A rising tide

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In 2013, the government of Mozambique finalised a plan to exploit the abundant natural resources of its territorial waters. An initial investment of $850 million borrowed from international banks would allow the Sub-Saharan country to develop a diversified economy, built on a new state fishing industry, alongside allowing foreign gas companies to drill underwater and pay for the privilege – and for the protection afforded by new government security.

The plan was projected to lead to revenue of $2.3 billion by December 2016. Instead, the collapse of the project led to an array of scarcely credible allegations over the role of the banks in an enterprise that has contributed to Mozambique’s debt rising to 112% of its GDP.

Best laid plans

According to the IMF, in April 2016 the government of Mozambique revealed hidden debts of over $1 billion that had been accrued as part of the project, bringing the total debt associated with it to around $2 billion.

IMF head Christine Lagarde told the BBC in June 2016 that a lack of transparency in Mozambique was “clearly hiding corruption”. When, in January this year, the IMF and other international donors told Mozambique that aid would be suspended until this was investigated, a team from risk consultancy Kroll was retained to audit the loans.

Kroll’s report, a summary of which was released in June, says that the enterprise has so far generated “negligible” revenue and accounts reveal an unexplained shortfall of $713 million.

The money that can be accounted for was mainly spent on the security boats and weapons. A team of journalists in the UK, Switzerland and Mozambique are currently investigating whether the missing money has contributed to human rights abuses linked to the government’s clashes with rebel group Resistência Nacional Moçambicana (RENAMO).

At first glance, this appears to be an unfortunate case of an investment gone awry. A well-meaning business transaction, intending to profit both sides, in which international banks offered to assist a developing economy to become more prosperous and stable but fell afoul of corruption.

But Kroll’s investigation effectively threw up more questions than it answered.

The fee dispute

The audit says that Credit Suisse initially said that the loans required the approval of the Bank of Mozambique and the Mozambique Administrative Court, as well as being reported to the IMF. This is in-keeping with historic statements given by the IMF regarding the hidden debt. These conditions appear to have been dropped, raising questions over the level of due diligence and the standards that the bank applied before agreeing to the loan.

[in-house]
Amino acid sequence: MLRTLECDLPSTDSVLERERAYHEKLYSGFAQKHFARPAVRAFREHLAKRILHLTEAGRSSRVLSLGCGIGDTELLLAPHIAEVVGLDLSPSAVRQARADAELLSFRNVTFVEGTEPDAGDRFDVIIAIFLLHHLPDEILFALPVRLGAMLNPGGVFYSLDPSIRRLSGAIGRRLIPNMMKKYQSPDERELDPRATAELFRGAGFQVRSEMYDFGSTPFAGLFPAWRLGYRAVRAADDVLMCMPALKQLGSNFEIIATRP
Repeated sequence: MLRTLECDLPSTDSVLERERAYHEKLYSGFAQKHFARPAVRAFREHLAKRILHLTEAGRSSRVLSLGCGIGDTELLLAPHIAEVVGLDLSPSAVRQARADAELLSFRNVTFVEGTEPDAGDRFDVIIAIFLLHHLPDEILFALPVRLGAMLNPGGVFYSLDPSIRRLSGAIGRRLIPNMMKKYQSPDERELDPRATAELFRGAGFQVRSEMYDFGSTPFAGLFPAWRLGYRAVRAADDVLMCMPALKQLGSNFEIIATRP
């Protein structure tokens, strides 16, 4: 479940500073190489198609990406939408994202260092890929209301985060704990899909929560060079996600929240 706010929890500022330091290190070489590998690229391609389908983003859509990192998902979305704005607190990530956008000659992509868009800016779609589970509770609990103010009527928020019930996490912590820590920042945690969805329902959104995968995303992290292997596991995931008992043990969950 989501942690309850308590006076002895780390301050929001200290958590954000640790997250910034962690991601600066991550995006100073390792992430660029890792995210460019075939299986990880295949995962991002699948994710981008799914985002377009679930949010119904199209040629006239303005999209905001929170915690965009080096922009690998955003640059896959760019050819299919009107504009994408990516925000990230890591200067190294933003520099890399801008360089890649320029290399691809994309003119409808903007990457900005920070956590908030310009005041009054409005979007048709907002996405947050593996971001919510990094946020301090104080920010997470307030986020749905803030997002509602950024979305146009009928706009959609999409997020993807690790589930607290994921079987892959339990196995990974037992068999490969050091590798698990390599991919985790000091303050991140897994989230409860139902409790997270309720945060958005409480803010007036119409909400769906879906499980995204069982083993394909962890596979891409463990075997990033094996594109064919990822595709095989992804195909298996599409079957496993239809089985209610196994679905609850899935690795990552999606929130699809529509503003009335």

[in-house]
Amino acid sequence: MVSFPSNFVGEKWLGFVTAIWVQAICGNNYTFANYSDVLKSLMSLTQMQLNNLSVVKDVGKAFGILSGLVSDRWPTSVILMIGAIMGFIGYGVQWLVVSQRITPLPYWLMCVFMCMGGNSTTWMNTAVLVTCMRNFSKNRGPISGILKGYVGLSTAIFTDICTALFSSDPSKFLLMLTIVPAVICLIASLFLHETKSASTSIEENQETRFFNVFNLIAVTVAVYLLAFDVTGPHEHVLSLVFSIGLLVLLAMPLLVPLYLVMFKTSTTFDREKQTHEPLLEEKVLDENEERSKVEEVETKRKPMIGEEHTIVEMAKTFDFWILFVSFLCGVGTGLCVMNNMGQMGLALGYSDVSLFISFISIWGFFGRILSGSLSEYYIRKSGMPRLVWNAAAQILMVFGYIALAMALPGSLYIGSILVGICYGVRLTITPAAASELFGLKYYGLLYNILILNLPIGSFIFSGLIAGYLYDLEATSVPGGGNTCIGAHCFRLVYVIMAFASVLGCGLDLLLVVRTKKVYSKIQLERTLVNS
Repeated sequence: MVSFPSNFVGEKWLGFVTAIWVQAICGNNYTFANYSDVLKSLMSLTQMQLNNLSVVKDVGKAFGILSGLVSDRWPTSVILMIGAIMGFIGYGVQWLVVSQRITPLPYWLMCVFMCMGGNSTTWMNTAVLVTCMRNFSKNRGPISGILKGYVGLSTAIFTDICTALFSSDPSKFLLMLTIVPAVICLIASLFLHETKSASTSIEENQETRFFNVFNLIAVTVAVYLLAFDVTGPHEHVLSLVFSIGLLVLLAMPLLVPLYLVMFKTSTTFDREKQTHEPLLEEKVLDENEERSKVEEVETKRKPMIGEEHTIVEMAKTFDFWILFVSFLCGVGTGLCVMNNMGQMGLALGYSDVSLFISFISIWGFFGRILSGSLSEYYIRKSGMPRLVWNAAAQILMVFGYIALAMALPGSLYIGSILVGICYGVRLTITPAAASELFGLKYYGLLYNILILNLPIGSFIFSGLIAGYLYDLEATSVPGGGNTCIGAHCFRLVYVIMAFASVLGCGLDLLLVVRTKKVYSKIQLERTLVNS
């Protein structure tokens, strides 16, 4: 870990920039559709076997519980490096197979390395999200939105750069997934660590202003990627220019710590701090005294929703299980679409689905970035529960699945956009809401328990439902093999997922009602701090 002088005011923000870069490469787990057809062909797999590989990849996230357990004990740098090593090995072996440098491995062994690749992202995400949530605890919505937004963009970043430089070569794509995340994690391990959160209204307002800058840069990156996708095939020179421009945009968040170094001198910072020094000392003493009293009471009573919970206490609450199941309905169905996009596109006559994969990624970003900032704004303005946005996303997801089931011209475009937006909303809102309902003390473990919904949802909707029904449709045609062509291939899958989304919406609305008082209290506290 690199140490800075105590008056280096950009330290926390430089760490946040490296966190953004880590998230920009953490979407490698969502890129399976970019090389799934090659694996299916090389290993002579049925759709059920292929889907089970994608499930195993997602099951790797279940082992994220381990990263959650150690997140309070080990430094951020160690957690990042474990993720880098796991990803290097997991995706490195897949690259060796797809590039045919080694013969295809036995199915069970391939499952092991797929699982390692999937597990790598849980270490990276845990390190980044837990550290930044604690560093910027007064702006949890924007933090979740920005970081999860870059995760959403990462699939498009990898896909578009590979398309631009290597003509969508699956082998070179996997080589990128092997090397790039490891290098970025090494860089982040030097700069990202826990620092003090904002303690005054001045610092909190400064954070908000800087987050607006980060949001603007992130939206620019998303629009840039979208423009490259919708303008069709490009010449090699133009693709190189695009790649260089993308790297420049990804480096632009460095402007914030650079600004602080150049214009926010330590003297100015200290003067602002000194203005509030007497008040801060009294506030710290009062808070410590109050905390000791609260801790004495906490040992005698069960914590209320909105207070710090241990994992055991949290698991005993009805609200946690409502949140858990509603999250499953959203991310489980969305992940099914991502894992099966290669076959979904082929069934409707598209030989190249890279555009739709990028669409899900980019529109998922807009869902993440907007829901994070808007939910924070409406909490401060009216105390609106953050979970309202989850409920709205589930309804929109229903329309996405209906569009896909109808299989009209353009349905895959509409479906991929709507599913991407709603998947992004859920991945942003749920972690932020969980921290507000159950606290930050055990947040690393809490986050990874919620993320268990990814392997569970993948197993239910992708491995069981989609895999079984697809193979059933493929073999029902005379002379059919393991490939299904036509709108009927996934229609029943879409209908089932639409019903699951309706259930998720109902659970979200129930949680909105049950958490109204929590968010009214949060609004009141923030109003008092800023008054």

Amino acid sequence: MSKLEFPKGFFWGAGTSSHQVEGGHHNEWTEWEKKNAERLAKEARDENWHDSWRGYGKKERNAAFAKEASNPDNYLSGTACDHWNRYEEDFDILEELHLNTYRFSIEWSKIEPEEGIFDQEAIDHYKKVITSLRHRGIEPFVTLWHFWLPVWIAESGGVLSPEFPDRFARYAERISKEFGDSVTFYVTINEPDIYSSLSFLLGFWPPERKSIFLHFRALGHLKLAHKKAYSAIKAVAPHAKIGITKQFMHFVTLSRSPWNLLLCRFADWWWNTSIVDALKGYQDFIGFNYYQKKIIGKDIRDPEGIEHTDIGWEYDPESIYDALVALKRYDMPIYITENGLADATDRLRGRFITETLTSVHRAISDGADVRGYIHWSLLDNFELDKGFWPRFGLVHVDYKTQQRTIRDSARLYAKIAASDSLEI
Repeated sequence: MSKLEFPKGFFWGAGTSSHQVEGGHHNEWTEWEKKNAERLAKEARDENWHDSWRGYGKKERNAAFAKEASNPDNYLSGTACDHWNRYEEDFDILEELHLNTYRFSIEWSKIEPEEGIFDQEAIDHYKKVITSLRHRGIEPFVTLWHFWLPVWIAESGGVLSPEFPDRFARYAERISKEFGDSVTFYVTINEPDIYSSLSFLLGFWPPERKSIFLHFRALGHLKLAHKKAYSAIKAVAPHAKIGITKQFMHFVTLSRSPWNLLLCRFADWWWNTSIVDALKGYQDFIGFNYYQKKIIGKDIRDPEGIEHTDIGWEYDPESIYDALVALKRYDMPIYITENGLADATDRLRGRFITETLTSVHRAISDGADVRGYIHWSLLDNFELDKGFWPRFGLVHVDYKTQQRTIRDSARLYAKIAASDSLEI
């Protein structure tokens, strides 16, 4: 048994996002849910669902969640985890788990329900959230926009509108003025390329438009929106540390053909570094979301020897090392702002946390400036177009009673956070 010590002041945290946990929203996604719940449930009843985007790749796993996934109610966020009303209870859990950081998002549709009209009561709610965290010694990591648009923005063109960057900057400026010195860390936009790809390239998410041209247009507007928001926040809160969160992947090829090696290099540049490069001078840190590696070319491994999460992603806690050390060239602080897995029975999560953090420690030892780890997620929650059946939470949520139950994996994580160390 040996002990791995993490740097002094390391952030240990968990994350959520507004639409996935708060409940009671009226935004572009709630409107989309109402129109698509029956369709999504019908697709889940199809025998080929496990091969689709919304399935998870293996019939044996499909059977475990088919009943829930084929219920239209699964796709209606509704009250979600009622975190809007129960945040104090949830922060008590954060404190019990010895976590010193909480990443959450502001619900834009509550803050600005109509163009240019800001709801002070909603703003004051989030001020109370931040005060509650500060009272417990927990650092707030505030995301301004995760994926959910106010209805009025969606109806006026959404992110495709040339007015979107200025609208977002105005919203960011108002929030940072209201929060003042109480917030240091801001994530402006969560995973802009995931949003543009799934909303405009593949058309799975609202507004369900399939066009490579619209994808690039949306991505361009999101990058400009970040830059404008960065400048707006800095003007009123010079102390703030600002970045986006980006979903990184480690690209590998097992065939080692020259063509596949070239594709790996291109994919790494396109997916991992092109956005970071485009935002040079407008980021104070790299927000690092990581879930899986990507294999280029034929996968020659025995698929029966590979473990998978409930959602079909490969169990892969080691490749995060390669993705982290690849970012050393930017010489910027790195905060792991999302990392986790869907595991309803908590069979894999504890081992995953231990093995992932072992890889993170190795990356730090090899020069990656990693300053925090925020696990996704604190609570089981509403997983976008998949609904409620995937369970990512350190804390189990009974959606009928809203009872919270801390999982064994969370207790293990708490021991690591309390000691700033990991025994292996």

This would appear counter-intuitive, as high standards of due diligence exist to protect the bank’s investments. Relaxing such standards would work in favour of the banks if their investments were protected in another way.

Kroll divided the loans between the three Mozambique companies, ProIndicus, EMATUM and MAM, which were responsible for different parts of the overall project, though had a joint CEO António Carlos do Rosário.

ProIndicus borrowed $622 million from Credit Suisse. The loan bore an interest rate of LIBOR plus 3.2% and included a bank fee of $10.1 million and a further $64.4 million fee that went to the contractor in charge of the projects, Lebanon-based PrivInvest.

EMATUM borrowed $850 million from Credit Suisse at a rate of LIBOR plus 3.7%. Credit Suisse took a fee of $13.7 million and PriInvest fees of $76.5 million.

MAM (Mozambique Asset Management, a financing entity) borrowed $535 million from VTB at a rate of LIBOR plus 7%, with a bank fee of $35 million, but no contractor fee, according to Kroll.

Overall, Credit Suisse loaned $1.47 billion, taking $23.8 million in fees (1.6%) plus interest. Contractor fees on these loans totalled $141 million, or 9.6% (figures confirmed to WikiTribune by the banks).

According to the Jubilee Debt Campaign, the fees appear to have been arranged to  lower the interest rate so that it was not as high as market rates. Due to the risk of investing in Mozambique, credit ratings agencies would have recommended a high interest rate. Such a high rate might have been politically unpalatable for either the government or the bank, so the interest rate was kept relatively low but a fee was charged to account for this and protect the lender, the campaign group suggests.

This is in line with what PrivInvest told Kroll – that the fees were there to ensure that the lending banks achieved a return. PrivInvest explained that this was due to Mozambique’s high risk profile.

In a statement sent to WikiTribune, Credit Suisse said that the fees were “in line with comparable emerging market financing transactions”.

VTB told WikiTribune that the information regarding the fees being widely reported is “misleading”, and also said that the transaction fees “were in line with market pricing”.

A cloud of accusations

Joseph Hanlon, an expert on Mozambique at the Open University and visiting fellow at the London School of Economics, told WikiTribune that the fuss over the banks’ arrangement fees is a “smokescreen” for the real issues underlying the loans.